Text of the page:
Statistics indicate that 80% of website traffic is generated by search engines. Having a high search engine ranking for your most relevant keywords and phrases can bring floods of highly-targeted traffic to your site. Likewise, ranking poorly in search engines will can cost you a lot of traffic.
Each search engine has its own algorithm to determine how websites are ranked in response to searches. There are a number of factors that are used during the ranking process; however, for your website to be accurately read by the search engine and to achieve high rankings, the search engine’s spiders must first be able to easily maneuver through your website.
Spiders are what the search engines use to “crawl” through web pages to provide the information that determines rankings. If there is content on a page that a spider is unable to access, that content will not be able to help your search engine ranking.
Generally, websites are designed for appearance with the user in mind. Of course this is essential to the success of a website, but proper coding must not be sacrificed for the sake of appearance. Spiders view the code behind the page, which determines how the page appears in the browser. To see what the code looks like, in Internet Explorer click on “View” in the toolbar and select “Source.” In Firefox click on “View” and select “Page Source”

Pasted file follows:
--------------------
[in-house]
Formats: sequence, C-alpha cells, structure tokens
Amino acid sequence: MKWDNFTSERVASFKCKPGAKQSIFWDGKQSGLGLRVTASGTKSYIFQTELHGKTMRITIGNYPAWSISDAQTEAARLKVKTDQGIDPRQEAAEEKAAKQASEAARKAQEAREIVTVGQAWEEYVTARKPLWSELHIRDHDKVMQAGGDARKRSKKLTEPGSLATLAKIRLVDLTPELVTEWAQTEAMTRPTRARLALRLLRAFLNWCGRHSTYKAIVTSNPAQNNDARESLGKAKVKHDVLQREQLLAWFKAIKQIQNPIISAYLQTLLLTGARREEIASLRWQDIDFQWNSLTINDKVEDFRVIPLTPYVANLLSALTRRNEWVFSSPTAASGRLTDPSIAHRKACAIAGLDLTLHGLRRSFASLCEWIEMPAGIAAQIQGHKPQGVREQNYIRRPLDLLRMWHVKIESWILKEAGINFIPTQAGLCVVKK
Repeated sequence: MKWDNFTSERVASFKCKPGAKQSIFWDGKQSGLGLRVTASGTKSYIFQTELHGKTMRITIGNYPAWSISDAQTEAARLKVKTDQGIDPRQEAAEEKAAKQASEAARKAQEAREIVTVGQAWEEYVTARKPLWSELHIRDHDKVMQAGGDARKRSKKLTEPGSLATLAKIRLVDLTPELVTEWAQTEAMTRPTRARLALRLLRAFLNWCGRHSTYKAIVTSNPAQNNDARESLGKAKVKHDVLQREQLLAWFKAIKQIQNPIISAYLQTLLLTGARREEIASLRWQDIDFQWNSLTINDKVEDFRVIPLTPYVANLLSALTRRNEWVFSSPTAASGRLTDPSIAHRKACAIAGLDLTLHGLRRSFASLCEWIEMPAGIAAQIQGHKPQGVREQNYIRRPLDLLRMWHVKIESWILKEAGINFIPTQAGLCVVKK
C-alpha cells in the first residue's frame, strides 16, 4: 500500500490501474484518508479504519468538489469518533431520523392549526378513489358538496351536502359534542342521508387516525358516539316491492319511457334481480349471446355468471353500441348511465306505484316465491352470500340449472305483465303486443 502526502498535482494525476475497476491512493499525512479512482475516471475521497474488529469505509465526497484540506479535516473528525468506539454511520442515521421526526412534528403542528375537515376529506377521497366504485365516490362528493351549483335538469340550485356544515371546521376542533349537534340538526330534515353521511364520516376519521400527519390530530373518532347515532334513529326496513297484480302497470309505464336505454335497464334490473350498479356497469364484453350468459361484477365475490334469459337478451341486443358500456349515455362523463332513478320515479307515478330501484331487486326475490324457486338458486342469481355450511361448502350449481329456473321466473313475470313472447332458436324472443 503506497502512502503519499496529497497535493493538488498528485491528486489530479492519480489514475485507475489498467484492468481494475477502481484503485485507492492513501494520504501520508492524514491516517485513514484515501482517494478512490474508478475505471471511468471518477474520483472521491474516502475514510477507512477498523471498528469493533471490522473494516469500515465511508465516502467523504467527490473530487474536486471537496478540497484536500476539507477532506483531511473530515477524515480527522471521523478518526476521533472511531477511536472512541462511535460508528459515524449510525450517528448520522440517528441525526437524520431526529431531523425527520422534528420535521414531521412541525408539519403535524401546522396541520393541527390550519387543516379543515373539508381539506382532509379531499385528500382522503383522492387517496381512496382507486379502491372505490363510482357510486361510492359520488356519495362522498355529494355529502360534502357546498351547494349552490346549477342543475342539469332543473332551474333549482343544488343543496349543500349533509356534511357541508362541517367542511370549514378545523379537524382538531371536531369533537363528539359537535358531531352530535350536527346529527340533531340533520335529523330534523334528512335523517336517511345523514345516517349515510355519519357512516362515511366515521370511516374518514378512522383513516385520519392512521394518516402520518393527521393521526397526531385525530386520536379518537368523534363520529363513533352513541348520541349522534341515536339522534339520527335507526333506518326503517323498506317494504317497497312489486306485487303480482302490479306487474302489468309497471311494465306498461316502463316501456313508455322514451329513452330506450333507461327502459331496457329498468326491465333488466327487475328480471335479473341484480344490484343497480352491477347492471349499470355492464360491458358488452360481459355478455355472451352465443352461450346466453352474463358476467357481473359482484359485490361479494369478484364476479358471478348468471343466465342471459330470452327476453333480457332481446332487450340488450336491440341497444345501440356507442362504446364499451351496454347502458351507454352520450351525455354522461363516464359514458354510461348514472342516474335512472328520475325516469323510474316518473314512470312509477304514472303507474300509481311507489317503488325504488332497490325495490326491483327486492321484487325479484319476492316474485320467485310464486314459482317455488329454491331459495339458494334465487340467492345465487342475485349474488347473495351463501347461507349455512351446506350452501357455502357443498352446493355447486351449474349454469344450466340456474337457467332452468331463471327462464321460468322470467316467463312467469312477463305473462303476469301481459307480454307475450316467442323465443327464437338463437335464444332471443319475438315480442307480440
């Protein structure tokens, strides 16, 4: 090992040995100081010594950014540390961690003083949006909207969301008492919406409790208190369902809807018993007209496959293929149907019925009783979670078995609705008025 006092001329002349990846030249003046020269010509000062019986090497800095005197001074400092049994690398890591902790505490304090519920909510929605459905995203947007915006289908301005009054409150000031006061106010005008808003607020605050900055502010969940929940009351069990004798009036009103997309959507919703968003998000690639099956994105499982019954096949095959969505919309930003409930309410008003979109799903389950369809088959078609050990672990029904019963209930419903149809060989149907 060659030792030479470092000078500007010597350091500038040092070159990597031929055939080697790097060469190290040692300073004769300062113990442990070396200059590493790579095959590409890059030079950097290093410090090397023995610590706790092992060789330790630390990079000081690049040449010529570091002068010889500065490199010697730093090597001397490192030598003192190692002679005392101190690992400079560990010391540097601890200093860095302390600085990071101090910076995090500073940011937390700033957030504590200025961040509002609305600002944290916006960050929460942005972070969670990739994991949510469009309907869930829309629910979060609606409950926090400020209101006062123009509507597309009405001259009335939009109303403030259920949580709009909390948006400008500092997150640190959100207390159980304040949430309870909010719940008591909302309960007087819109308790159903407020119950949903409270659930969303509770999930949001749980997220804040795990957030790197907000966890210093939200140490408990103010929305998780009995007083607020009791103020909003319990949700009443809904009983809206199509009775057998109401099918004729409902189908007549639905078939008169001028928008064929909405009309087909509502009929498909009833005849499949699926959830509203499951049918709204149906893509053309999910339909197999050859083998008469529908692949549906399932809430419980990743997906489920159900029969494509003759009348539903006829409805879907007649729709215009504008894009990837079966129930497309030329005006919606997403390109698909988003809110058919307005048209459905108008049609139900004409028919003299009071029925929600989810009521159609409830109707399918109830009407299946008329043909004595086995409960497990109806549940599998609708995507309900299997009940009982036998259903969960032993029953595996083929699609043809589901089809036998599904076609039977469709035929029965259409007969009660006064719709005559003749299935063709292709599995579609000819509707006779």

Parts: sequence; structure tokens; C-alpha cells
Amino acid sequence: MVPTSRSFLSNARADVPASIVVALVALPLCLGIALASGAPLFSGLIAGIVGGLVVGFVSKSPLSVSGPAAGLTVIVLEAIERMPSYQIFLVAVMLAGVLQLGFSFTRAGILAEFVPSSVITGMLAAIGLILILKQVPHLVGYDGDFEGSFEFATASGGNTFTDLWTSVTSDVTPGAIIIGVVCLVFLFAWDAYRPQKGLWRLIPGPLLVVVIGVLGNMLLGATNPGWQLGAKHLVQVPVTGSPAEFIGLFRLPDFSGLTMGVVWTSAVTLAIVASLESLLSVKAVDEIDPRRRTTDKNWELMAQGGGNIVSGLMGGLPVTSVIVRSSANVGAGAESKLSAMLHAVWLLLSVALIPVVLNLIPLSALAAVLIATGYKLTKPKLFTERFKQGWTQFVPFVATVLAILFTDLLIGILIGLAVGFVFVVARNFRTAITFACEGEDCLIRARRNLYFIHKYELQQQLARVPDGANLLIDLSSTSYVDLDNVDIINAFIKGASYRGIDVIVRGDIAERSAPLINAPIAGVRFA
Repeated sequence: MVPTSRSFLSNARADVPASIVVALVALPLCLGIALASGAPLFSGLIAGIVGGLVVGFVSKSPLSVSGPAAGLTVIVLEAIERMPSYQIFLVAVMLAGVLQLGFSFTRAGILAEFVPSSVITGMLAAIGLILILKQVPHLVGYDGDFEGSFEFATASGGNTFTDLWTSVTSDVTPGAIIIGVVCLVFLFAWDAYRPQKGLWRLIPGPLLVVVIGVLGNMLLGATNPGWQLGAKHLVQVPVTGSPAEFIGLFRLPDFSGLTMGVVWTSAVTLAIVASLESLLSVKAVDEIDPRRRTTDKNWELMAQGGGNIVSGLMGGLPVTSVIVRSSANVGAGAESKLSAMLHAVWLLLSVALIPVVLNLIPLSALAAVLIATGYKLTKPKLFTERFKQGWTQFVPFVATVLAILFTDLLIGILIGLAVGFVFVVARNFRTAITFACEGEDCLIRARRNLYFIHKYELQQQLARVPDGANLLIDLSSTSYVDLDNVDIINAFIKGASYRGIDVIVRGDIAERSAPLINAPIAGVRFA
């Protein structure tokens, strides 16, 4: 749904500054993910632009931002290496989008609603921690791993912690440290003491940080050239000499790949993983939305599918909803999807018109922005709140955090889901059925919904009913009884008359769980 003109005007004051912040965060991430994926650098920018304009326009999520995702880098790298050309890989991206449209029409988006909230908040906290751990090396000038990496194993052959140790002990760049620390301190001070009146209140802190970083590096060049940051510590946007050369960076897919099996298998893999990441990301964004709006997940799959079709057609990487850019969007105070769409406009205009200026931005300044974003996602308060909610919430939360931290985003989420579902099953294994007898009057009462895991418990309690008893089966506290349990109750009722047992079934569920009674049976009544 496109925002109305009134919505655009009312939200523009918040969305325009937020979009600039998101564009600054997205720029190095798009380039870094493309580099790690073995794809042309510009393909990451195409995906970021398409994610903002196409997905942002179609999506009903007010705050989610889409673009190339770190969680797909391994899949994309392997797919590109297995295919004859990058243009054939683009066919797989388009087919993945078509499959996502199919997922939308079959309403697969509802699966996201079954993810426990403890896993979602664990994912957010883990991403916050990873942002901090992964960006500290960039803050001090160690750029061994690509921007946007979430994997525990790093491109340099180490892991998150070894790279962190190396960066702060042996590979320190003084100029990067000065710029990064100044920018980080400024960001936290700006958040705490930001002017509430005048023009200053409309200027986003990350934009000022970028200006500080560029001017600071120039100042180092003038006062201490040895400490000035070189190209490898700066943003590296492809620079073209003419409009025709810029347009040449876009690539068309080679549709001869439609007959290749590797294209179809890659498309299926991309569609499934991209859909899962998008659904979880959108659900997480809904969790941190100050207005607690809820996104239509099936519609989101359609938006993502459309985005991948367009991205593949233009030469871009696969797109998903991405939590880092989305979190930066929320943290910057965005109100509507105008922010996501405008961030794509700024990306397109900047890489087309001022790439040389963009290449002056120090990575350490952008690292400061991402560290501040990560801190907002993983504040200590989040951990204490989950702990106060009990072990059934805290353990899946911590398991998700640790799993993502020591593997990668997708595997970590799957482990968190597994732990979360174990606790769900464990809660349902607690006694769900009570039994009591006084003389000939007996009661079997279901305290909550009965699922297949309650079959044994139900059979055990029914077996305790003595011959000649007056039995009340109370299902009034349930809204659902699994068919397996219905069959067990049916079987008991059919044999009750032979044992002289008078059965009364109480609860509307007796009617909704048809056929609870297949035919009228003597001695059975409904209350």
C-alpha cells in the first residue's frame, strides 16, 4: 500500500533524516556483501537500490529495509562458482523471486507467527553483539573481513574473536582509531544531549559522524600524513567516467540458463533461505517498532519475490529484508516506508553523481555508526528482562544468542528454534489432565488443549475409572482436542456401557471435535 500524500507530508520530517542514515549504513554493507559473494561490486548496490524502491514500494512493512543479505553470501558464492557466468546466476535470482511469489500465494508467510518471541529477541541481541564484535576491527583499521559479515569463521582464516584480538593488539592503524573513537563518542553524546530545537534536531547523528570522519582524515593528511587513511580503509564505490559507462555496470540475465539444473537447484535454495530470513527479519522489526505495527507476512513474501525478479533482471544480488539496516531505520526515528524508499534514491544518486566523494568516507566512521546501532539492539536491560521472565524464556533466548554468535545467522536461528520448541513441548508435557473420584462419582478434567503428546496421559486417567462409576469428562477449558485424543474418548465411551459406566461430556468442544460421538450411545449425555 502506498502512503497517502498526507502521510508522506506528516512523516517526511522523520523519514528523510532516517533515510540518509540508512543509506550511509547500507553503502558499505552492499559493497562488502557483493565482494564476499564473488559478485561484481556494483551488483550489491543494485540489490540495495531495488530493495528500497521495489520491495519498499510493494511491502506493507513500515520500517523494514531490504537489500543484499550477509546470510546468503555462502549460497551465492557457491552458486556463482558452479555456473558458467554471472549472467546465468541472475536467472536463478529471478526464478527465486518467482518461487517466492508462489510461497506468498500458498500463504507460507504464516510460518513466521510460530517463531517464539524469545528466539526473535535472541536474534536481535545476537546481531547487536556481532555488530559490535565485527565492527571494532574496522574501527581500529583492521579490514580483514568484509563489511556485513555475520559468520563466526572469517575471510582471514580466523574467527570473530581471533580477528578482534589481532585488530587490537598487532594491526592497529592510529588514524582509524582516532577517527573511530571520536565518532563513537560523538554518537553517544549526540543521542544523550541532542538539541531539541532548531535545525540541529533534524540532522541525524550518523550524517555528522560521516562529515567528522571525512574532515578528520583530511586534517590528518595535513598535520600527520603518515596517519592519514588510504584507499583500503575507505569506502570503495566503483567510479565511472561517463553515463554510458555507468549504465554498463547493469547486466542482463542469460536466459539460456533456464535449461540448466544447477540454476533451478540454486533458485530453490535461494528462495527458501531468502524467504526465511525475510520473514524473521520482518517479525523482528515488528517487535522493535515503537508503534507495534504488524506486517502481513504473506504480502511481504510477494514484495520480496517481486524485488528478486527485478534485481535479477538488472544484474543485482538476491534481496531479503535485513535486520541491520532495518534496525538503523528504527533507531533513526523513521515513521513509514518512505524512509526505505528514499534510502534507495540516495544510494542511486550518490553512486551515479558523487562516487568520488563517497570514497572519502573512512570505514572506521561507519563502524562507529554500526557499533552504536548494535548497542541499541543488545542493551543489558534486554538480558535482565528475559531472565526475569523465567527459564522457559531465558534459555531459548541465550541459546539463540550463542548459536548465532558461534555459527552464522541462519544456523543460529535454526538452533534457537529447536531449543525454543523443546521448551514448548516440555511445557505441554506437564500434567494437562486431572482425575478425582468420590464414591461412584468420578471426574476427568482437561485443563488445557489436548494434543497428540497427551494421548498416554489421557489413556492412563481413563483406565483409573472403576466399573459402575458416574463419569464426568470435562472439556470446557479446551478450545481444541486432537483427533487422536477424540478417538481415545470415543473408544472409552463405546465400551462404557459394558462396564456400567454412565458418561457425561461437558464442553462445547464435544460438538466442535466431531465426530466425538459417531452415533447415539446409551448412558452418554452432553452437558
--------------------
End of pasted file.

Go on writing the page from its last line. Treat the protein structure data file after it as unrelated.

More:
Spiders easily read text on a page, but do not read Java Script. Websites that use large amounts of Java Script to accomplish the look and features may suffer from poor search engine rankings.
Also, spiders cannot read writing that is contained with an image. Every image should have an alt tag (which can be read by spiders) describing the image and inserting keywords when possible.
Valid XHTML and CSS (Cascading Style Sheets) should be used in order to make the spiders’ job as easy as possible. Valid coding will also help to ensure that your pages are rendered the same in different browsers (Internet Explorer, Mozilla Firefox, Netscape, Safari, etc.). Using word processors or other programs that are not designed primarily for website design can add a great deal of invalid code. Hand coding or using a product such as Macromedia’s Dreamweaver will produce the best results.
The W3C, the governing body of the Internet, provides an online feature that allows you to check your XHTML and CSS for valid coding. To validate XHTML visit http://validator.w3.org. To validate CSS visit http://jigsaw.w3.org/css-validator.
Using valid XHTML and CSS will:
- Make your website easier for search engine spiders to crawl
- Allow you to achieve an attractive appearance
- Help you to keep that appearance on multiple browsers
- Keep loading times to a minimum
- Allow for easier updates and maintenance